Can Kenyan Rugby truly come of Age?

Can Kenyan Rugby truly come of Age?

Can Kenyan Rugby Truly Come of Age? – by Grace Kiraguri

Over the last 18 months, Kenyan rugby has been going through triumphs and tribulations. While it remains one of the disciplines in Kenya’s sporting scene attracting sponsors, it has had serious lows with poor performances in the IRB series, delayed remuneration of players, as well as gross mismanagement on the parts of officials.

Starting with Kenya’s foundation on the shorter version; the Safari 7s, the morale is at an all-time low even as the tournament marks its 20th anniversary. Kenya Rugby Union officials have given mixed signals of preparations to the 2015-16 IRB season. The season also marks the first time the game will be played at The Olympics.

First, the Union officials need to have a common voice. It is in the best interest of the officials to work in unison from the team management, to approaching sponsors, and communicating to the public. The officials also need have a balance of individuals with the game’s knowledge as well as people’s management and business acumen.

Second it is important that the Union develops a proper structure for graduating talent from the lower levels to the senior team. This is already happening though there needs to be a more rigorous process and proper training of the teams as a unit. The different clubs are easy feeder places for youthful talent. The local 7s circuit scene aids considerably with this.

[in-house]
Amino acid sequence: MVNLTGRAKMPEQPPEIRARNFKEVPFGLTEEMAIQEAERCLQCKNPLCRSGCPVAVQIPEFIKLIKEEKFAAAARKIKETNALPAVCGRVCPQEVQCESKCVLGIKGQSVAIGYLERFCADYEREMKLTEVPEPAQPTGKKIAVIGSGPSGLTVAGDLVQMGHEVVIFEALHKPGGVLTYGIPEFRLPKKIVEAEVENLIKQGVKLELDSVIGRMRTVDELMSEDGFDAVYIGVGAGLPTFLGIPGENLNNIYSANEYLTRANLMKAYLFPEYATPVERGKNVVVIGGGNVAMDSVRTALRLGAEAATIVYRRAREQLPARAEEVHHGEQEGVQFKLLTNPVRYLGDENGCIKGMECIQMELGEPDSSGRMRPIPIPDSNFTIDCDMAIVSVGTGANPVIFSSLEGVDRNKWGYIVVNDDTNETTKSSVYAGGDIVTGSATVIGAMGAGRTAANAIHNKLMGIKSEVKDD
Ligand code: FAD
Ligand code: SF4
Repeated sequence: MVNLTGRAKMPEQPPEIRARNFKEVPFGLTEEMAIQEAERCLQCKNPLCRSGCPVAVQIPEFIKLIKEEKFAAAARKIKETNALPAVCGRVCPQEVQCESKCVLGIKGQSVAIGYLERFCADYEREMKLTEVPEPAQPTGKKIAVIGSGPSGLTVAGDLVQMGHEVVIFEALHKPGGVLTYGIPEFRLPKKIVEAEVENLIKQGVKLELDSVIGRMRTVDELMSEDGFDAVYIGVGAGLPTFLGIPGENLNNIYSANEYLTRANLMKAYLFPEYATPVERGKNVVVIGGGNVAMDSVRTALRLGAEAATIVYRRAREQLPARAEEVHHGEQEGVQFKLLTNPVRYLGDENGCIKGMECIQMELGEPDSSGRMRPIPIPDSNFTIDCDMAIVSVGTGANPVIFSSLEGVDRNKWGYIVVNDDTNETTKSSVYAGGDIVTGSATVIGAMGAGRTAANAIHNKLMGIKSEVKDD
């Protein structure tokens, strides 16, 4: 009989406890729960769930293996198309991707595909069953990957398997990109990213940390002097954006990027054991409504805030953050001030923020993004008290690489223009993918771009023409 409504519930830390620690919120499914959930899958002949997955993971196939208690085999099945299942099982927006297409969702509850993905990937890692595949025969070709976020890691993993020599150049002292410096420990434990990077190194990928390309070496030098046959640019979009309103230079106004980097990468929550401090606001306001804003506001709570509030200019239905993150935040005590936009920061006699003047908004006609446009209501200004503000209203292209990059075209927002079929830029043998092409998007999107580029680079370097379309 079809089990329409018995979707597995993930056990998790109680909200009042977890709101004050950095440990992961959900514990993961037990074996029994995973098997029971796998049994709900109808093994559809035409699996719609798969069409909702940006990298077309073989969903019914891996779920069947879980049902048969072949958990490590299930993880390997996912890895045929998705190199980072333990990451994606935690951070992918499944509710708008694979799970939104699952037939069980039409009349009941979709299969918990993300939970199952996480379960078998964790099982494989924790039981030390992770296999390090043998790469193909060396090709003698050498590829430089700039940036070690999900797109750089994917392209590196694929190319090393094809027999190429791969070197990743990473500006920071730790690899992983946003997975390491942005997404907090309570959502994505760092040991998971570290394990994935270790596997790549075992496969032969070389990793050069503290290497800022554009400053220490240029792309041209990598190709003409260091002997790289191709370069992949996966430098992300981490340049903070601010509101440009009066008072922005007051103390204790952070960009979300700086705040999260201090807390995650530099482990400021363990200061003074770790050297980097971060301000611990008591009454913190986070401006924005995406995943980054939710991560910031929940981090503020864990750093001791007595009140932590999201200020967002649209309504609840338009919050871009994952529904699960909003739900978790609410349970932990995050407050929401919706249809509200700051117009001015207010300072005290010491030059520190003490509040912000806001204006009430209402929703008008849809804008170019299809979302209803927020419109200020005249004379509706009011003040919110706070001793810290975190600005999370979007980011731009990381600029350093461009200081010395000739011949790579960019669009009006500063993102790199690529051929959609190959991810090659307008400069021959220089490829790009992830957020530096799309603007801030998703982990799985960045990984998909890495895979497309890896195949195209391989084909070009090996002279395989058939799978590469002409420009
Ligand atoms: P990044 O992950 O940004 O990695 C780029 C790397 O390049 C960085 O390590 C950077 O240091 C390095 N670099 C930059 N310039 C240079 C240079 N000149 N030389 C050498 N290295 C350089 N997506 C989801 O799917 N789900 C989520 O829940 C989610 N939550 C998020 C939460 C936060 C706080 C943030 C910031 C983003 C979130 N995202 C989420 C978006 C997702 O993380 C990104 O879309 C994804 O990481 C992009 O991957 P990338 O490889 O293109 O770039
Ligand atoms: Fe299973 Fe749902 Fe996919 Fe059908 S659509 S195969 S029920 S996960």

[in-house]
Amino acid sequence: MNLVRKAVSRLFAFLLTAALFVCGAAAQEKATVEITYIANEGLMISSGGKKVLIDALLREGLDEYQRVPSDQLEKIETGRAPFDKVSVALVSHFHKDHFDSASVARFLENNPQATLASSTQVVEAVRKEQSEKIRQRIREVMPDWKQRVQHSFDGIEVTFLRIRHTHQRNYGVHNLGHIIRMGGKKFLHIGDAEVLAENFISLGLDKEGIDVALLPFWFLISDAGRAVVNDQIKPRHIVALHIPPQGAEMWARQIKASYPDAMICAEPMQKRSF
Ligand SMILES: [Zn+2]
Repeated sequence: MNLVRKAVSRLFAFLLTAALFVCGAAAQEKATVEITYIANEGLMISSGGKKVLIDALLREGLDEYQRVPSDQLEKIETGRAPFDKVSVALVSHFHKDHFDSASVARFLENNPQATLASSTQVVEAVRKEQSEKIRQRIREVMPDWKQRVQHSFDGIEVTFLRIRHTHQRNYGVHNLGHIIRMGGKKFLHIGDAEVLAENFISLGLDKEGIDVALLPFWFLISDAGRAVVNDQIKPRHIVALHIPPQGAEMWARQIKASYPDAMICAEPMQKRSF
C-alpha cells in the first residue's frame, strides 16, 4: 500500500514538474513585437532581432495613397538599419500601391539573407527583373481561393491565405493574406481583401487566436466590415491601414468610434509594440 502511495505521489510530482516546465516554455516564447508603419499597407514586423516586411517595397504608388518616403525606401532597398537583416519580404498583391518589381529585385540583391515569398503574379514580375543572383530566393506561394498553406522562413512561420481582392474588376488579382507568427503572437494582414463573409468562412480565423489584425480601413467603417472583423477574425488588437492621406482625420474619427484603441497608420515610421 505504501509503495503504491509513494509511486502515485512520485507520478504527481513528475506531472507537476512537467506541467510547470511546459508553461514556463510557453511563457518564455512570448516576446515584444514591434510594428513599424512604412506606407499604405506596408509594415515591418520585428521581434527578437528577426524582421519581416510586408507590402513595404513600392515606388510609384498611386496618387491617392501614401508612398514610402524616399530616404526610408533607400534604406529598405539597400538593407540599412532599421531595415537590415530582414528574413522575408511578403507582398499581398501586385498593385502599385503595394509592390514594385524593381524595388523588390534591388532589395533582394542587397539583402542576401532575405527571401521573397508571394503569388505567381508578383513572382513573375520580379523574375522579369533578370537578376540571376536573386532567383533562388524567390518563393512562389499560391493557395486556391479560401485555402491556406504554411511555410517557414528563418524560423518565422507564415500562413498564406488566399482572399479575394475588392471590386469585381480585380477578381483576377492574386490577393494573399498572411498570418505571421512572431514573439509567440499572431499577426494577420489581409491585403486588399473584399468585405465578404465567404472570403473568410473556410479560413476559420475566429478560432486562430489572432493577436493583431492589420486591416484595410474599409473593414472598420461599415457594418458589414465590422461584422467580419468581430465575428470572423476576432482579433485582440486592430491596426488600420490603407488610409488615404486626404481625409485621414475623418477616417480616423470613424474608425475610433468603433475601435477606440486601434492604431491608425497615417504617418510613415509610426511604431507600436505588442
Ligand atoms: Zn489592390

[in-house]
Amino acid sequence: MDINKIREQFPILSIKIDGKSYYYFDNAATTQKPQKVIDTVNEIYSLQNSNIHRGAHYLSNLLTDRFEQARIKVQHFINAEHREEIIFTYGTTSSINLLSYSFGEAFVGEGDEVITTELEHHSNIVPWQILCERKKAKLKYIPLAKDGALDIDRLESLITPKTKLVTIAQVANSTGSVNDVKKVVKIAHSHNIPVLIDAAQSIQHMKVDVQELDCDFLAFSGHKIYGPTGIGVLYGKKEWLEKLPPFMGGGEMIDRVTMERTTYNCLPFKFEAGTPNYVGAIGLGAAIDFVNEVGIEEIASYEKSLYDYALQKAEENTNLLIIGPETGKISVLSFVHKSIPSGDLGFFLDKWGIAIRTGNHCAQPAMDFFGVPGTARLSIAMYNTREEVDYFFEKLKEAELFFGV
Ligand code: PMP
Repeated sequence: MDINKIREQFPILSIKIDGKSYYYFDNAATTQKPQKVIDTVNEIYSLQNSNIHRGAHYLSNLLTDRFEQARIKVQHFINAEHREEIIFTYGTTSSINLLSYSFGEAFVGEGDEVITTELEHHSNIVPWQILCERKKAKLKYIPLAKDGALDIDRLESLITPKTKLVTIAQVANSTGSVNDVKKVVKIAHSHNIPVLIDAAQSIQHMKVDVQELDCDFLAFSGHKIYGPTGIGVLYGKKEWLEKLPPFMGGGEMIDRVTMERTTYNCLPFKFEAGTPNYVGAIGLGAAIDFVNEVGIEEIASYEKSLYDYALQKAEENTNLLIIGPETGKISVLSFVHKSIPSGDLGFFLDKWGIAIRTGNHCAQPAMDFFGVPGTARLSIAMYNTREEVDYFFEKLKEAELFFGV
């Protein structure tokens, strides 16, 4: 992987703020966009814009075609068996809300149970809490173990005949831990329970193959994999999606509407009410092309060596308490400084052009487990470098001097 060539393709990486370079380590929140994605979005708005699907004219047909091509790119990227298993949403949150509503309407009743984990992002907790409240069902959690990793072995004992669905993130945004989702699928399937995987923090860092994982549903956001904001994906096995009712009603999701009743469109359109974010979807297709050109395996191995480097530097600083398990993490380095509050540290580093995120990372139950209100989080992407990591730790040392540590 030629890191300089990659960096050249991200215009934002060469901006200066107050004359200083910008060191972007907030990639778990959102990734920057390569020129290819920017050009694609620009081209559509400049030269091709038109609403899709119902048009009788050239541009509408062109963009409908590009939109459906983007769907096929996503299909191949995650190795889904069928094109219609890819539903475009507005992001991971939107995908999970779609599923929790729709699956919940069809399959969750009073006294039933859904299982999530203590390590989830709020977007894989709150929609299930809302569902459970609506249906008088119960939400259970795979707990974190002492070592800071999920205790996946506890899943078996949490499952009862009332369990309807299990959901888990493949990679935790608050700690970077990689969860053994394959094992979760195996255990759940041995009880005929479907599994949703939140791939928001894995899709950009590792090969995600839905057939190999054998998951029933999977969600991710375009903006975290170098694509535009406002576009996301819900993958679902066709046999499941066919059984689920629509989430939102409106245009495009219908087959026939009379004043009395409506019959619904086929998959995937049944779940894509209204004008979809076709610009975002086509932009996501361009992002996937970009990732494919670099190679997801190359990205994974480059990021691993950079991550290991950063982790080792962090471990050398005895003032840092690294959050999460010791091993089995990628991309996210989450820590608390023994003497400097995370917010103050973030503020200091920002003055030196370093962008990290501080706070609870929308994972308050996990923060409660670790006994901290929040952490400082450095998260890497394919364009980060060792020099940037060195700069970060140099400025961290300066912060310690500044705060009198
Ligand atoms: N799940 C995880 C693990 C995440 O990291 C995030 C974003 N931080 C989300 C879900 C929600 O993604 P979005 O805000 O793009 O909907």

Third, the Union needs to develop an internal team whose main drive is to relate with potential and existing corporate sponsors. The relationship that has existed with past officials has been fractious and under-appreciated. It is important that companies investing in the game get a regular brief of what their monies are being put into and results and gaps exposed to arrest any challenges the team may face.

Fourth, the playing unit needs to have developed into a semi-professional entity by now. 20 years on since the game became key to the national sporting psyche, it is important that players efforts are appreciated by, not only remunerating them well, but also having well-developed training facilities. This needs to be supplemented with a technical team well versed in modern tactical approaches.

In addition to this, there is need to have fully-fledged teams at senior, junior and even the women’s game. What we saw over the past weekend with the Kenyan ladies team, the Lionesses, shows that the country has talent across both genders.

Fifth, it is important to invest in individuals who have retired from active rugby. These individuals have a wealth of experience that can be harnessed to develop local talent. It is happening though mostly on an ad-hoc basis, and it would only be proper to have training programs which can address this.

The country’s game is at crossroads. Given last season’s dismal IRB 7s performance, corporate sponsors were right in asking pertinent questions. It remains to be seen if the team will qualify for the Olympic Games – no, it will be nothing short of failure if the team does not qualify for the ticket to the Rio Games in 2016. Let’s meet on 3rd – 4th of October and see what the future holds for the team. Happy 20th anniversary to the Safari 7s!

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